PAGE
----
Wednesday, September 1, 2010

The Secret of Professional Happiness

I was talking to Prakash Swaminathan the other day and he said something that I thought encapsulated the essence of having a great professional life.

(a) Work with people you admire, (b) on interesting projects and (c) work from home as much as possible.

I could imagine dropping (c) if the other two criteria were met (though it does make a lot of sense in today's networked world) but whenever I've compromised on (a) or (b) life has sucked, without exception.

So children,learn from your elders. Always work with great people on great projects and avoid the corporate politics bullshit and you'll be happy professionally.

Of course this assumes you are skilled enough (or are willing to work to get there) that awesome people want you on awesome projects but that is a different post altogether.


Kerry Buckley said...

I definitely disagree with (c).

Apart from the well-documented benefits of co-location, if you're working with people you like and admire, why wouldn't you want to work with them in person?

A day in the office is more than just work -- it's also conversation, table football, meeting for lunch etc.

Maybe I'd feel differently if I lived further than a 20 minute bike ride from work.

Ravi said...

I could turn it around "if you're working with people you like and admire, why *would* you want to work with them only face to face?

I guess it depends on how you define "work with". I don't *mind* working at an office, but if you *have* to go to the office to get any work done (or you *have* to be in a specific location - California or Bangalore or wherever), then that's different.

It also helps that I am doing the kind of work where a closed office door and deep thinking would helps a lot (vs pair programming ons some enterprise project, say). People online are just a chat window or tweet away, or a phone call away.

Prakash works from home for a company with people in California, Paris, Dubai, Moscow etc, which is where he was coming from, and having worked both ways, I suspect the "work from home" bit is under estimated or considered "impossible" just because most people are not used to working that way.

As Open Source demonstrates, a lot of software can and is written by distributed teams. I suspect more work will get done that way in the future.

Anonymous said...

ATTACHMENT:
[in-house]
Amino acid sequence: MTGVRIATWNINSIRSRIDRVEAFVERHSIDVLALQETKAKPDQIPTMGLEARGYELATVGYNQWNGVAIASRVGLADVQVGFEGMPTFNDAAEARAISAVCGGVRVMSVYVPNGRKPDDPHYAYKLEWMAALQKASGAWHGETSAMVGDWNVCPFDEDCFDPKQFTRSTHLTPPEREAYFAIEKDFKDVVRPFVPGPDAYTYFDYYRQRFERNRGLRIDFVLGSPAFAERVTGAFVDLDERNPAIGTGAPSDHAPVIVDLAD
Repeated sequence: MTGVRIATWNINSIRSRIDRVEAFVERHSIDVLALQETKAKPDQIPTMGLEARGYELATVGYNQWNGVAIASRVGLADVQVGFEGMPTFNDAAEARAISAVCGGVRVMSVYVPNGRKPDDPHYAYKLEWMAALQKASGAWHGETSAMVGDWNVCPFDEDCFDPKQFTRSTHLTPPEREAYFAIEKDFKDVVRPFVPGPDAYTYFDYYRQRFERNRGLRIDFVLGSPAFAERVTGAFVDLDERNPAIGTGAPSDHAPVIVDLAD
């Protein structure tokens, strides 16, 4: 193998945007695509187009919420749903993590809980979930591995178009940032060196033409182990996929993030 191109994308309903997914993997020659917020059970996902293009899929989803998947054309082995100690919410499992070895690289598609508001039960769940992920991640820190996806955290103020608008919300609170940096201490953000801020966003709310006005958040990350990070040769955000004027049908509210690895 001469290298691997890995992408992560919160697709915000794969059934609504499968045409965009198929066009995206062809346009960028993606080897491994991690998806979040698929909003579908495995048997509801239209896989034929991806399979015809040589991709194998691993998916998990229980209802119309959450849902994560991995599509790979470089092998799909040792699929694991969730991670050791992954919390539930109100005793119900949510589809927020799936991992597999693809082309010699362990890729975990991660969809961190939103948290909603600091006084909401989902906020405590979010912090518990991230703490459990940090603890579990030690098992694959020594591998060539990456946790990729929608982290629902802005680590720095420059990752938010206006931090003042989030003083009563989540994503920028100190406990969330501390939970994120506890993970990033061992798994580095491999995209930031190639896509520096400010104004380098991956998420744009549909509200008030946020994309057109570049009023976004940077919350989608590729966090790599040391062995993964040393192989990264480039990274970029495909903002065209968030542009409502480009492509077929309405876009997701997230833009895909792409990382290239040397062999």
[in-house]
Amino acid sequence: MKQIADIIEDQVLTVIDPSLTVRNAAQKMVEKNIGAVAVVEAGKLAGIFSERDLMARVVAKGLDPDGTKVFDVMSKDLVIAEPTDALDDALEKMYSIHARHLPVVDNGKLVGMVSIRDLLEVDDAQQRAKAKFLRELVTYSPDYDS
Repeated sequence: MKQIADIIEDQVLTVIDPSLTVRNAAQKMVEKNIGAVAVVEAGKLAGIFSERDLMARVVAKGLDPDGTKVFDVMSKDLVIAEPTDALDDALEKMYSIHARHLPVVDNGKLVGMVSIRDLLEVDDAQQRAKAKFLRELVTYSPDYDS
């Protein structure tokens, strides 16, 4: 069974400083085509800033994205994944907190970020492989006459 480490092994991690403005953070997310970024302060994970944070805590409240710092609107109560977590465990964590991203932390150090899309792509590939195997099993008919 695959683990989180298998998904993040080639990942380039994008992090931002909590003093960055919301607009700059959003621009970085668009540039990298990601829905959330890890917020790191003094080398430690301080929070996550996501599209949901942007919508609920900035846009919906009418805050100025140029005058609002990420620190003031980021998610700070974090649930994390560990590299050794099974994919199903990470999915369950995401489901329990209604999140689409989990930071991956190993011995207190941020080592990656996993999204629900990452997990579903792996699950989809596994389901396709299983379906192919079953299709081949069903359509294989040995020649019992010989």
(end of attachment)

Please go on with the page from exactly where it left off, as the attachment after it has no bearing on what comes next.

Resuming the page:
"Maybe I'd feel differently if I lived further than a 20 minute bike ride from work."

If the set of people you admire and the set of interesting projects you are interested in happen to be a 30 minutes bike ride from you, then sure, it makes sense to bike to work.

But generally people you admire are all over the world. As are projects. What now?

This is not to deride the importance of "clusters" like Silicon Valley (and if you live there, that is great) but if you want to work with awesome people and they are distributed, then some kind of remote working is the only option.

Interestingly enough, (and somewhat tangentially), before the 20th century, a lot of research in Mathematics and Physics were done by people who lived far apart and and wrote letters (which would take weeks or months to be delivered) to each other.

Joe Williams

dybydx said...

If one were blessed to be in the company of interesting and knowledgeable people; got a chance to do interesting work; and also got paid for all this, what is not to like? In reality, life rarely works this way. The moment one is being compensated for work, he/she loses sovereignty over his/her work. If one gets paid to work and "deliver" something of value, then it isn't a case of someone "struggling" for art. However, I do not mean to suggest that one has to burn their productive years in dead-end jobs. All I am trying to say is that the very act of accepting "pay" for work is "binding" and that is how the world works. Even people at Google who tend to portray a carefree image of hipster programmers swishing by on their cool folding scooters aren't immune to this reality.

It is a lot better to accept that work can suck and channel the enthusiasm and energy into ones own projects or in collaboration with like minded folks. The sooner we accept this, the lesser work is going to suck. Hugh MacLeod has an interesting theory known as "sex and cash." He says that having interesting people to work with and doing interesting work is pleasurable like sex. One doesn't get to experience it all the time. Sometimes, work sucks but you do it for the "cash" because you got to eat. He sums it all nicely, "Don't quit your day job."